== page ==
Media mid-April reported former Colonel Gulmurod Khalimov, Tajik police commander who defected to Islamic State (ISIS) in 2015 and was reportedly their “minister of war”, killed in Mosul, Iraq; authorities early April arrested Khalimov’s eighteen-year-old son. Flights between Tashkent and Dushanbe resumed 11 April after 25-year gap. Tajik border guard reported Uzbek border guards 15 April illegally crossed border and shot Tajik man; Uzbek authorities claimed self-defence, saying Uzbek border guards were attacked by three Tajik shepherds. President Rahmon 25 April met with visiting U.S. Central Command commander, discussed military cooperation. Media reported ten top Anticorruption Agency investigators and officials arrested late month, suspected of corruption and fraud.
Plagued by violence, corruption and economic hardship, and exposed to a long, insecure border with Afghanistan, Tajikistan is under dangerous stress. President Rahmon’s autocratic undermining of the 1997 peace agreement is fostering Islamic radicalisation. As Tajikistan’s growing fragility impacts a brittle region, the country must become a conflict-prevention priority.
Growing tensions in the Ferghana Valley are exacerbated by disputes over shared water resources. To address this, Kyrgyzstan, Tajikistan and Uzbekistan urgently need to step back from using water or energy as a coercive tool and focus on reaching a series of modest, bilateral agreements, pending comprehensive resolution of this serious problem.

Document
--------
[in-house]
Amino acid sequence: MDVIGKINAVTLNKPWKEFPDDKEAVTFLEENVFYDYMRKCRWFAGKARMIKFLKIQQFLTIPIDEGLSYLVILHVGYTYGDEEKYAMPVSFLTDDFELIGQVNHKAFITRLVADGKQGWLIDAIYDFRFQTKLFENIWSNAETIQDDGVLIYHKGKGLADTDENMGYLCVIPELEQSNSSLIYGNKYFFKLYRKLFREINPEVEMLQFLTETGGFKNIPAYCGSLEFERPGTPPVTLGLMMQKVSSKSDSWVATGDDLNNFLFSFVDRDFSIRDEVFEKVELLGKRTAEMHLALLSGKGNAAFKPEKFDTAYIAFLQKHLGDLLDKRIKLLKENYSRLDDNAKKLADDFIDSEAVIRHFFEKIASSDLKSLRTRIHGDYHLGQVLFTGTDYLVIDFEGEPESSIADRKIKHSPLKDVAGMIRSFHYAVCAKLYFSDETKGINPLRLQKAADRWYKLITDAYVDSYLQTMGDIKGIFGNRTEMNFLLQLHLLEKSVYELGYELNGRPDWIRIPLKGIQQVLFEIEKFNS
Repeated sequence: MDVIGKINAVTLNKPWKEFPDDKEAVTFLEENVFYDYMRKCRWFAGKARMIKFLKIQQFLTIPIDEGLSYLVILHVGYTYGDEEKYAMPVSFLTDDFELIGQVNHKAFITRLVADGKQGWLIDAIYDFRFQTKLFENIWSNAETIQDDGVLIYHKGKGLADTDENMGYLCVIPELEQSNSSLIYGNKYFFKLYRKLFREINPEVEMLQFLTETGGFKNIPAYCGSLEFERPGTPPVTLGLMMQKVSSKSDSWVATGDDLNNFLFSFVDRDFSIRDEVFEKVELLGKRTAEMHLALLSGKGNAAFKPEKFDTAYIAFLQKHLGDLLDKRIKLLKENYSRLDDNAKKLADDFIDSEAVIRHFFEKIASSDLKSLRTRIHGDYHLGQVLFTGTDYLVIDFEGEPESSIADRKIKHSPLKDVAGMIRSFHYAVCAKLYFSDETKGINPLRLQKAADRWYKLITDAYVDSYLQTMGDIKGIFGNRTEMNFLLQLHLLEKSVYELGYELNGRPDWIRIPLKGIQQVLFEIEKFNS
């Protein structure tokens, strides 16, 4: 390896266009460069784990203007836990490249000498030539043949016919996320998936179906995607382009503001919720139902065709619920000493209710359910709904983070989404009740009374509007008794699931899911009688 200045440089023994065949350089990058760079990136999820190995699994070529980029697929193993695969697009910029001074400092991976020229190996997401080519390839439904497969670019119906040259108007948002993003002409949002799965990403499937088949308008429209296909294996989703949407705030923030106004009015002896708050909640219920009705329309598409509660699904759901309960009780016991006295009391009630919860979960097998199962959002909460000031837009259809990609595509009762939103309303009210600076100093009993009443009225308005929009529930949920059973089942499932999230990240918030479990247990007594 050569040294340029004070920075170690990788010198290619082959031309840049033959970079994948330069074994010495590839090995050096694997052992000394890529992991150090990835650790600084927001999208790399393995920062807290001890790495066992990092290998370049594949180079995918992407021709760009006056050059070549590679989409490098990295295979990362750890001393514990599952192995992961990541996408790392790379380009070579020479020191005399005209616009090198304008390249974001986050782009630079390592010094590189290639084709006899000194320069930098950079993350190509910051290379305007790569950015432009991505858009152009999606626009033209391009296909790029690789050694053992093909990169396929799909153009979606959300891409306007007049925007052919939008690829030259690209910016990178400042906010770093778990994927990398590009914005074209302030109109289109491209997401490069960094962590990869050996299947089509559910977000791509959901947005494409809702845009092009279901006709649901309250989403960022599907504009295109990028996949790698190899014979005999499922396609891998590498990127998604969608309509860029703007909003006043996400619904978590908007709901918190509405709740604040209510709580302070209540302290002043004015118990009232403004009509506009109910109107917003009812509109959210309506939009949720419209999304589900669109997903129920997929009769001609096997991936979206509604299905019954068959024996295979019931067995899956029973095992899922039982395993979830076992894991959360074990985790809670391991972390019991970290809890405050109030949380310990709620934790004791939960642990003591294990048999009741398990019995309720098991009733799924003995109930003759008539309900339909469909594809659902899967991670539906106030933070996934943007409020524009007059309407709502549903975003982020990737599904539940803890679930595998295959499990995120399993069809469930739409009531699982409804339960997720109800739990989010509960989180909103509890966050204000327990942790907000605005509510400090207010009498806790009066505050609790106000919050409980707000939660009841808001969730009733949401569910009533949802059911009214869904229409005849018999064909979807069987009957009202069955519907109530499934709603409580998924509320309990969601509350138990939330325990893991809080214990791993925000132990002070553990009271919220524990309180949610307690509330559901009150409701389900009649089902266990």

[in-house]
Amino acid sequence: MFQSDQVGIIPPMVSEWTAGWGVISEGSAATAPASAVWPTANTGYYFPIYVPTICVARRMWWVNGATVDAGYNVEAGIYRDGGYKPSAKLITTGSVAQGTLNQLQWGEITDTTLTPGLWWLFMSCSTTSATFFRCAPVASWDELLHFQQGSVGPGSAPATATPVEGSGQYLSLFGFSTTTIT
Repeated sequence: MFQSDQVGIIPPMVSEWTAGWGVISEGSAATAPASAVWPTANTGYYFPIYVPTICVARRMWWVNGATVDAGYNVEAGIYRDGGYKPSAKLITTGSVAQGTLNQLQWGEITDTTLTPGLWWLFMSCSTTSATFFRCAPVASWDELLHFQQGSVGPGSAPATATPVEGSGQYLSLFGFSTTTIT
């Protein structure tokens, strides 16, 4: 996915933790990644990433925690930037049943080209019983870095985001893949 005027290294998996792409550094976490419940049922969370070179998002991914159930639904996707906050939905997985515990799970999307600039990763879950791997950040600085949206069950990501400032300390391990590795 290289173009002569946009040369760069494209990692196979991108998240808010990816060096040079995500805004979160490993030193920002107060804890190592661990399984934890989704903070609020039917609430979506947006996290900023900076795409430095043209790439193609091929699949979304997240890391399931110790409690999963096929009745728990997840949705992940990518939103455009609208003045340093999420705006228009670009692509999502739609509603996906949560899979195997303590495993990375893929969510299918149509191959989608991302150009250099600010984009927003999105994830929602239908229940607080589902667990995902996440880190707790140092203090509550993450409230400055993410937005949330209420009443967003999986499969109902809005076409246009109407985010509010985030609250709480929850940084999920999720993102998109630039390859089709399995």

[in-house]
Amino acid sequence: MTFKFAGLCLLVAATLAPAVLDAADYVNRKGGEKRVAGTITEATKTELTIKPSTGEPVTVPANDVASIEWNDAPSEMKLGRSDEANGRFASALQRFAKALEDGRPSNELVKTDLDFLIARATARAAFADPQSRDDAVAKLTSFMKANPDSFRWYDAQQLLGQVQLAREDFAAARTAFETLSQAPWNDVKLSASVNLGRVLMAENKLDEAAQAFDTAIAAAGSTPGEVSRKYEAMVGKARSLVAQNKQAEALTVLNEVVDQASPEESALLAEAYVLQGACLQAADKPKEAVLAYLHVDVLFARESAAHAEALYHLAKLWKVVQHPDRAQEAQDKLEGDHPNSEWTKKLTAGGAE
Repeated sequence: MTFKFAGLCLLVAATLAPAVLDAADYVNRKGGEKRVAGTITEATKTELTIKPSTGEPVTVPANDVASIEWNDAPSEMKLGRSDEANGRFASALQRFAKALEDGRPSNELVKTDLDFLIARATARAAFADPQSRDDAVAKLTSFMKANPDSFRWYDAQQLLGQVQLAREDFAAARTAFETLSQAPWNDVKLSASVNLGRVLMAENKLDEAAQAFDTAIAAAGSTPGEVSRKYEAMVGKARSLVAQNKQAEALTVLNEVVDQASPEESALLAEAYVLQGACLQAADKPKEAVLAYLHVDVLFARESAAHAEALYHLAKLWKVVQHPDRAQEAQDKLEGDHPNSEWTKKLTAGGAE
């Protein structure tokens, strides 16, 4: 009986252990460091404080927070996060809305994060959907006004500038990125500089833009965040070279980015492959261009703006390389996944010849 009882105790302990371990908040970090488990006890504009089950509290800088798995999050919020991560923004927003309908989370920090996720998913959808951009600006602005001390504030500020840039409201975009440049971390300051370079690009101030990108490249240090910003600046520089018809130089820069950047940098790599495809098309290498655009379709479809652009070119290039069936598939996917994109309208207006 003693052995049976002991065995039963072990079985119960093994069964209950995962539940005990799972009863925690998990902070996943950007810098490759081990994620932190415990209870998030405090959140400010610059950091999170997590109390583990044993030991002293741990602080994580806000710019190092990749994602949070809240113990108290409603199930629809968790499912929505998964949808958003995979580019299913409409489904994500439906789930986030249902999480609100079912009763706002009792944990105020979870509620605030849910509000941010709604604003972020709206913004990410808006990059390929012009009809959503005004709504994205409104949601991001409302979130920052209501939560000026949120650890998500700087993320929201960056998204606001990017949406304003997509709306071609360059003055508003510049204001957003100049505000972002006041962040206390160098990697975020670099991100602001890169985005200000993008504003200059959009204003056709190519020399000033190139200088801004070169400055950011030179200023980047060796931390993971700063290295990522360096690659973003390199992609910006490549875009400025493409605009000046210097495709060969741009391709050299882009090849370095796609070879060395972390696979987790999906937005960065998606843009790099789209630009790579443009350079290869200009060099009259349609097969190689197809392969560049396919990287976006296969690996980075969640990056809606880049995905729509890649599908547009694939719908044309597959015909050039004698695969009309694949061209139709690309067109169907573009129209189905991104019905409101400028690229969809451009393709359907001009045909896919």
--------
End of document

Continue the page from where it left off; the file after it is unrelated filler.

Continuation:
China’s influence is growing rapidly in Central Asia at a time when the region is looking increasingly unstable.
Tajikistan, Central Asia’s poorest state and a key logistical link for international forces in Afghanistan, faces a growing security threat from both local and external rebels.
The economic crisis has caused millions of migrant labourers from Tajikistan, Kyrgyzstan and Uzbekistan to lose their jobs in the boom economies of Russia and Kazakhstan.
Far from being a bulwark against the spread of extremism and violence from Afghanistan, Tajikistan is looking increasingly like its southern neighbour – a weak state that is suffering from a failure of leadership.
Originally published in Internationale Politik
Originally published in New Eastern Europe
Originally published in Esglobal